Seeking Anxiety Relief Through Music Therapy
Can Your Love for Music Put an End to Your Anxiety?
Anxiety disorders are the most common form of mental illness in the United States. The Anxiety and Depression Association for America estimates that 40 million Americans suffer from some form of anxiety problems. Anxiety disorders can range from mild to severe. Fortunately, there are many ways that anxiety can be treated. Music therapy is one of the most popular that doesn’t require medication.
Is Music Therapy an Effective Treatment for Patients With Anxiety Disorders?
Music therapy first became popular in the late 1800s, but until recently, little research has been conducted on its effectiveness. According to a recent study by a duo of Iranian medical researchers from Urmia University of Medical Sciences and Ilam University of Medical Sciences, music therapy can be effective for treating anxiety and depression in patients suffering from cancer. Here is an excerpt of their methodology and findings (bolded emphasis mine). “This quasi-experimental study was conducted attaching hospitals in Urmia city. A total number of sixty patients with depression and anxiety were recruited using random sampling method and divided into two groups of control and intervention. Patients in intervention group listened to light music at least 20 min per day for 3 days. The degree of patients’ anxiety and depression was assessed by Hospital Anxiety and Depression Scale at baseline and 3 days after music therapy. Data were analyzed by SPSS version 13 using t-test, Pearson, and ANOVA tests.The results showed no significant differences between demographic variable of intervention and control groups. Our findings indicated a significant decrease in the level of depression and anxiety among intervention group.”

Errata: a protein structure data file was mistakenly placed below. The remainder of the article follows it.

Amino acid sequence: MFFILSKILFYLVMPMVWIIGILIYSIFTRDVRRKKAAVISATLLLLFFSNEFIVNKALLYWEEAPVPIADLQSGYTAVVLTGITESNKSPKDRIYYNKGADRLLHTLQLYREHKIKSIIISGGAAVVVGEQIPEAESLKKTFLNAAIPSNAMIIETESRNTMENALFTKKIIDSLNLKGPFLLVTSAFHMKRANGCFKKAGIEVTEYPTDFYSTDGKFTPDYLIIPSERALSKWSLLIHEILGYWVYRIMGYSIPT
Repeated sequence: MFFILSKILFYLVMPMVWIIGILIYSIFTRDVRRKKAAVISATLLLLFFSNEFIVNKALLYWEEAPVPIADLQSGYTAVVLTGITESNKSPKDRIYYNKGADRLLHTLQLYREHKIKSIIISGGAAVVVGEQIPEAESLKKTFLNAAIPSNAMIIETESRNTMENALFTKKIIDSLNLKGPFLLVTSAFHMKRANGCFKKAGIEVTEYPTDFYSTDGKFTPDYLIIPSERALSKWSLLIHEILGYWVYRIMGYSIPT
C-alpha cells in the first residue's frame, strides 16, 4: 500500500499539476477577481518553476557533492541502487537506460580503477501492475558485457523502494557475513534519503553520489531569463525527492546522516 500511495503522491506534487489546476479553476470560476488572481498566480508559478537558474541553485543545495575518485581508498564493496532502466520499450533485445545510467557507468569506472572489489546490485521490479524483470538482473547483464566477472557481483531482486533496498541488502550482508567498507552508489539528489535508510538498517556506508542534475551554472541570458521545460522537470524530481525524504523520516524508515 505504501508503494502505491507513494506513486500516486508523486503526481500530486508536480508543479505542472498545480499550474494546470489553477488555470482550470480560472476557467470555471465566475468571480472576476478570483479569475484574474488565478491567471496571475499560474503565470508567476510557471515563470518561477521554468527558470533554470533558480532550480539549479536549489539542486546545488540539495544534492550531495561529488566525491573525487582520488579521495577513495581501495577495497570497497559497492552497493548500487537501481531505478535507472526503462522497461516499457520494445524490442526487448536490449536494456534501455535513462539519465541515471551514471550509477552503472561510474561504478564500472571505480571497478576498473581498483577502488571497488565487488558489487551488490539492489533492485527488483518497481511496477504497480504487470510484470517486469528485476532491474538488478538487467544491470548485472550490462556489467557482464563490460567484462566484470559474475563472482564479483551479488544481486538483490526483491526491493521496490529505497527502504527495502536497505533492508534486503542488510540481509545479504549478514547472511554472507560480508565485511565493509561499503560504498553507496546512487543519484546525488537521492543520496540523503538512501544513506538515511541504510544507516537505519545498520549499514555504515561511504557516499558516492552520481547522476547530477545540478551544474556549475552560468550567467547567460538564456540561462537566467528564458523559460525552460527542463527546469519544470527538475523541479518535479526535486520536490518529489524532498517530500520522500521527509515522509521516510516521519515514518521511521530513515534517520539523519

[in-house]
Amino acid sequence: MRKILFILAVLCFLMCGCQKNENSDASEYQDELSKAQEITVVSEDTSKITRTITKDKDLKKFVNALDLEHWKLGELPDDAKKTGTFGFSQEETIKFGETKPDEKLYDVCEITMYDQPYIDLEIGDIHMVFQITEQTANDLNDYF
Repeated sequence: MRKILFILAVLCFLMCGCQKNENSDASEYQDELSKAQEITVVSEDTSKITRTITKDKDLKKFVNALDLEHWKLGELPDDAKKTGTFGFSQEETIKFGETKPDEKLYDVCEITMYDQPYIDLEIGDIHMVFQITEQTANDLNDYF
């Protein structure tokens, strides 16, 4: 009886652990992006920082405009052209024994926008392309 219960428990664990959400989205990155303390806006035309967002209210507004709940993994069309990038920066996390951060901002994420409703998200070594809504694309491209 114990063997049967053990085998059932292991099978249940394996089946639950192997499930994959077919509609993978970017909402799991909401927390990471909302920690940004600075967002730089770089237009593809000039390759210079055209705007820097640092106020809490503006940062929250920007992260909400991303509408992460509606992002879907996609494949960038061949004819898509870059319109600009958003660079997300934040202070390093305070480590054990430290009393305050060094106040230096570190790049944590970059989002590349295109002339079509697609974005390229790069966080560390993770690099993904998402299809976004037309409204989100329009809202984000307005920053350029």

Tips for Defeating Anxiety through Music Therapy
Dr. Jeff Nalin, a psychotherapist with Paradigm San Francisco, created a guest post stating that music therapy can be highly effective for treating anxiety and depression. Nalin and other experts have provided the following insightful tips to make the most out of music therapy. Make Sure the Program is Individualized Every patient has a unique cognitive map, so it is important to tailor music therapy to their individualized needs. Your response to certain acoustics and brain wave patterns will play an important role in your therapy. This doesn’t mean that you can’t participate in group music therapy sessions. However, the therapist will need to individualize certain elements of your therapy. Think About Your Favorite Songs You will need to think about some of your favorite songs before starting a music therapy program. These songs may or may not be appropriate for your treatment as a patient with an anxiety disorder, but your therapist will try to include them in the program if possible. Use Music Therapy in Conjunction with Other Forms of Therapy Nalin states that music therapy can be very helpful, but it shouldn’t be used as a substitute for other forms of treatment. Other forms of treatment should include:
- Social skills training
- Family therapy (if family members are contributors to your anxiety problems)
- Anti-anxiety medications such as Niravam or Klonopin
You will need to work with a psychotherapist and possibly a psychiatrist to develop the best treatment regimen. Choose Music to Promote Exercise Sally R. Connolly, a LCSW and a therapist at the Couples Clinic of Louisville in Kentucky, states that at least thirty minutes of exercise can treat anxiety more effectively and longer than an anti-anxiety medication. Unfortunately, many people have a hard time staying motivated to complete their workout. Choosing certain songs for your workout can boost your adrenaline levels enough to push through the most painful parts of your workout. A music therapist can help you choose the right exercise music to make it through your workout.
Music Therapy is a Great Solution to Anxiety Problems
When you are suffering from anxiety, music therapy can be a great option to consider. Find a great music therapist and work with them to find the right course of treatment.